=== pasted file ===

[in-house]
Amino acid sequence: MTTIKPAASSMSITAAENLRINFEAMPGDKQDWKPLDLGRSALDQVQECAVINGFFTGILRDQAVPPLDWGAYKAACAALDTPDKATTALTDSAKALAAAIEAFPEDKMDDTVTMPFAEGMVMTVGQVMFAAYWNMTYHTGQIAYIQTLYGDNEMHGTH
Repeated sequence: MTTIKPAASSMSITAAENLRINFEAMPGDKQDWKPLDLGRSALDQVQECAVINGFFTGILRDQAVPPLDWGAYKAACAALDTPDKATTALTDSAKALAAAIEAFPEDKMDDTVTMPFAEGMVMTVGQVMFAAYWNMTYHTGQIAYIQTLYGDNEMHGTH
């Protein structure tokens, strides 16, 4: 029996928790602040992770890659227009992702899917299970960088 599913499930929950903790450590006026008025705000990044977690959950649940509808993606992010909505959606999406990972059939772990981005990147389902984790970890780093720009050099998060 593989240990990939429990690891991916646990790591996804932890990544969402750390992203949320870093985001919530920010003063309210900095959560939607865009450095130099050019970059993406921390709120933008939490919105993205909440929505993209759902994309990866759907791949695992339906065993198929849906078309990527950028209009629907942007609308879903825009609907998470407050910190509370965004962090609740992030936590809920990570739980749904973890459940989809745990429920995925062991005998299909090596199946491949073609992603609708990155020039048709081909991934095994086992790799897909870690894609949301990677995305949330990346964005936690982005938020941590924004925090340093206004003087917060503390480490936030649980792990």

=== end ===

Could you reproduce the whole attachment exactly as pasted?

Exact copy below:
[in-house]
Amino acid sequence: MTTIKPAASSMSITAAENLRINFEAMPGDKQDWKPLDLGRSALDQVQECAVINGFFTGILRDQAVPPLDWGAYKAACAALDTPDKATTALTDSAKALAAAIEAFPEDKMDDTVTMPFAEGMVMTVGQVMFAAYWNMTYHTGQIAYIQTLYGDNEMHGTH
Repeated sequence: MTTIKPAASSMSITAAENLRINFEAMPGDKQDWKPLDLGRSALDQVQECAVINGFFTGILRDQAVPPLDWGAYKAACAALDTPDKATTALTDSAKALAAAIEAFPEDKMDDTVTMPFAEGMVMTVGQVMFAAYWNMTYHTGQIAYIQTLYGDNEMHGTH
């Protein structure tokens, strides 16, 4: 029996928790602040992770890659227009992702899917299970960088 599913499930929950903790450590006026008025705000990044977690959950649940509808993606992010909505959606999406990972059939772990981005990147389902984790970890780093720009050099998060 593989240990990939429990690891991916646990790591996804932890990544969402750390992203949320870093985001919530920010003063309210900095959560939607865009450095130099050019970059993406921390709120933008939490919105993205909440929505993209759902994309990866759907791949695992339906065993198929849906078309990527950028209009629907942007609308879903825009609907998470407050910190509370965004962090609740992030936590809920990570739980749904973890459940989809745990429920995925062991005998299909090596199946491949073609992603609708990155020039048709081909991934095994086992790799897909870690894609949301990677995305949330990346964005936690982005938020941590924004925090340093206004003087917060503390480490936030649980792990």